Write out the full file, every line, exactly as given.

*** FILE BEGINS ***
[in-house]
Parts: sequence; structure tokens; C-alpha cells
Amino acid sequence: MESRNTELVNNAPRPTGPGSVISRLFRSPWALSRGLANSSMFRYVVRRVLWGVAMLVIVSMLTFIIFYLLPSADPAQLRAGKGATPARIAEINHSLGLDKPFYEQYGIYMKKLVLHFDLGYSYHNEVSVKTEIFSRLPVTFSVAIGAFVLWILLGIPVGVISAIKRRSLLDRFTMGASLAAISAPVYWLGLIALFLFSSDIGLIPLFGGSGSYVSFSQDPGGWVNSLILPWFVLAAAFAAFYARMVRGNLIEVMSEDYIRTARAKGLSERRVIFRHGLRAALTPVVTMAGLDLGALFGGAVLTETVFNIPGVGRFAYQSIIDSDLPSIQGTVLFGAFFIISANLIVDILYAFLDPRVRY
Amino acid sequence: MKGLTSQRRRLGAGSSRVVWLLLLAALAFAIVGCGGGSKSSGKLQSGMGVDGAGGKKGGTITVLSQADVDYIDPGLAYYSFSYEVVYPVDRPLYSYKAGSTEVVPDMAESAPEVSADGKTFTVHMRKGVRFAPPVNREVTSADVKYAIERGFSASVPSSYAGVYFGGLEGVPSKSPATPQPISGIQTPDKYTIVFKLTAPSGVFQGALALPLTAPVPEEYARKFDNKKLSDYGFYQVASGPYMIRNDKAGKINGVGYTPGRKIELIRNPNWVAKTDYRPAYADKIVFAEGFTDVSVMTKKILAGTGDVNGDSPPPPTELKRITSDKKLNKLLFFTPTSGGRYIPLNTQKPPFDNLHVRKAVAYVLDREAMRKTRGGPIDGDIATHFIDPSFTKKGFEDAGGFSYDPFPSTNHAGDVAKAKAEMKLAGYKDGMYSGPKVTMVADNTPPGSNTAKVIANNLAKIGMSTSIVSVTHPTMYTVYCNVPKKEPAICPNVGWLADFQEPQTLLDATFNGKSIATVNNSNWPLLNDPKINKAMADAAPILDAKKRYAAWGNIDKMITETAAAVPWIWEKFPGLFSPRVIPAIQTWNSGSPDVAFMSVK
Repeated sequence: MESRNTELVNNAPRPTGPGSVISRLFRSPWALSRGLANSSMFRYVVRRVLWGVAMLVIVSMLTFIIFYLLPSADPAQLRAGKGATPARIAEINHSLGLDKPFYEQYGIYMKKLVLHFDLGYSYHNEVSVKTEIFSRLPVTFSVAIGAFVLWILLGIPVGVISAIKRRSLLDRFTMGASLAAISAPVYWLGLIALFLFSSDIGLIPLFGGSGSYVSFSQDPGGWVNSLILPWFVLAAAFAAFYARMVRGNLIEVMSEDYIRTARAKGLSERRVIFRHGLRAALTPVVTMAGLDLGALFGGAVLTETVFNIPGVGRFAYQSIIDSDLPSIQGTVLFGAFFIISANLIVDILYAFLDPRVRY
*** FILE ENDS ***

[in-house]
Parts: sequence; structure tokens; C-alpha cells
Amino acid sequence: MESRNTELVNNAPRPTGPGSVISRLFRSPWALSRGLANSSMFRYVVRRVLWGVAMLVIVSMLTFIIFYLLPSADPAQLRAGKGATPARIAEINHSLGLDKPFYEQYGIYMKKLVLHFDLGYSYHNEVSVKTEIFSRLPVTFSVAIGAFVLWILLGIPVGVISAIKRRSLLDRFTMGASLAAISAPVYWLGLIALFLFSSDIGLIPLFGGSGSYVSFSQDPGGWVNSLILPWFVLAAAFAAFYARMVRGNLIEVMSEDYIRTARAKGLSERRVIFRHGLRAALTPVVTMAGLDLGALFGGAVLTETVFNIPGVGRFAYQSIIDSDLPSIQGTVLFGAFFIISANLIVDILYAFLDPRVRY
Amino acid sequence: MKGLTSQRRRLGAGSSRVVWLLLLAALAFAIVGCGGGSKSSGKLQSGMGVDGAGGKKGGTITVLSQADVDYIDPGLAYYSFSYEVVYPVDRPLYSYKAGSTEVVPDMAESAPEVSADGKTFTVHMRKGVRFAPPVNREVTSADVKYAIERGFSASVPSSYAGVYFGGLEGVPSKSPATPQPISGIQTPDKYTIVFKLTAPSGVFQGALALPLTAPVPEEYARKFDNKKLSDYGFYQVASGPYMIRNDKAGKINGVGYTPGRKIELIRNPNWVAKTDYRPAYADKIVFAEGFTDVSVMTKKILAGTGDVNGDSPPPPTELKRITSDKKLNKLLFFTPTSGGRYIPLNTQKPPFDNLHVRKAVAYVLDREAMRKTRGGPIDGDIATHFIDPSFTKKGFEDAGGFSYDPFPSTNHAGDVAKAKAEMKLAGYKDGMYSGPKVTMVADNTPPGSNTAKVIANNLAKIGMSTSIVSVTHPTMYTVYCNVPKKEPAICPNVGWLADFQEPQTLLDATFNGKSIATVNNSNWPLLNDPKINKAMADAAPILDAKKRYAAWGNIDKMITETAAAVPWIWEKFPGLFSPRVIPAIQTWNSGSPDVAFMSVK
Repeated sequence: MESRNTELVNNAPRPTGPGSVISRLFRSPWALSRGLANSSMFRYVVRRVLWGVAMLVIVSMLTFIIFYLLPSADPAQLRAGKGATPARIAEINHSLGLDKPFYEQYGIYMKKLVLHFDLGYSYHNEVSVKTEIFSRLPVTFSVAIGAFVLWILLGIPVGVISAIKRRSLLDRFTMGASLAAISAPVYWLGLIALFLFSSDIGLIPLFGGSGSYVSFSQDPGGWVNSLILPWFVLAAAFAAFYARMVRGNLIEVMSEDYIRTARAKGLSERRVIFRHGLRAALTPVVTMAGLDLGALFGGAVLTETVFNIPGVGRFAYQSIIDSDLPSIQGTVLFGAFFIISANLIVDILYAFLDPRVRY